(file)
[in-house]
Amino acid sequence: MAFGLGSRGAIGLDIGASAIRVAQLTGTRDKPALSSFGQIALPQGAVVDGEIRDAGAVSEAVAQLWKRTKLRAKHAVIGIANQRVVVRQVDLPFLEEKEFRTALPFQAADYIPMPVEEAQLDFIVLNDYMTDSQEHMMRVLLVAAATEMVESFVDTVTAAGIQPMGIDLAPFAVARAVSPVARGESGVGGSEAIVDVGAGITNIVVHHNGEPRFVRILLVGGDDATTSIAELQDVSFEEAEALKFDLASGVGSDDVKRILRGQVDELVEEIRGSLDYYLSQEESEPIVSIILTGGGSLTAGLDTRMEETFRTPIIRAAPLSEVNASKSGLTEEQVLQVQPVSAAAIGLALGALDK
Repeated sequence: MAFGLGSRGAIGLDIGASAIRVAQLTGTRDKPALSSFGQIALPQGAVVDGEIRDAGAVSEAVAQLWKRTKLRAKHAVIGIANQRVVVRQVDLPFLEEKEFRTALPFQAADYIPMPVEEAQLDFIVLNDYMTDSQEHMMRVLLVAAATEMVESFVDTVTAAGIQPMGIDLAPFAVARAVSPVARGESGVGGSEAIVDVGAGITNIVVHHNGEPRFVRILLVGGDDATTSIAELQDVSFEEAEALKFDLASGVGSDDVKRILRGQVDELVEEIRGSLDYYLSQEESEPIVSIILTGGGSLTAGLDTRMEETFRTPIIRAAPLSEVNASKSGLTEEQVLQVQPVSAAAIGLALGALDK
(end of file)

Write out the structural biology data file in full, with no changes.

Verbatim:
[in-house]
Amino acid sequence: MAFGLGSRGAIGLDIGASAIRVAQLTGTRDKPALSSFGQIALPQGAVVDGEIRDAGAVSEAVAQLWKRTKLRAKHAVIGIANQRVVVRQVDLPFLEEKEFRTALPFQAADYIPMPVEEAQLDFIVLNDYMTDSQEHMMRVLLVAAATEMVESFVDTVTAAGIQPMGIDLAPFAVARAVSPVARGESGVGGSEAIVDVGAGITNIVVHHNGEPRFVRILLVGGDDATTSIAELQDVSFEEAEALKFDLASGVGSDDVKRILRGQVDELVEEIRGSLDYYLSQEESEPIVSIILTGGGSLTAGLDTRMEETFRTPIIRAAPLSEVNASKSGLTEEQVLQVQPVSAAAIGLALGALDK
Repeated sequence: MAFGLGSRGAIGLDIGASAIRVAQLTGTRDKPALSSFGQIALPQGAVVDGEIRDAGAVSEAVAQLWKRTKLRAKHAVIGIANQRVVVRQVDLPFLEEKEFRTALPFQAADYIPMPVEEAQLDFIVLNDYMTDSQEHMMRVLLVAAATEMVESFVDTVTAAGIQPMGIDLAPFAVARAVSPVARGESGVGGSEAIVDVGAGITNIVVHHNGEPRFVRILLVGGDDATTSIAELQDVSFEEAEALKFDLASGVGSDDVKRILRGQVDELVEEIRGSLDYYLSQEESEPIVSIILTGGGSLTAGLDTRMEETFRTPIIRAAPLSEVNASKSGLTEEQVLQVQPVSAAAIGLALGALDK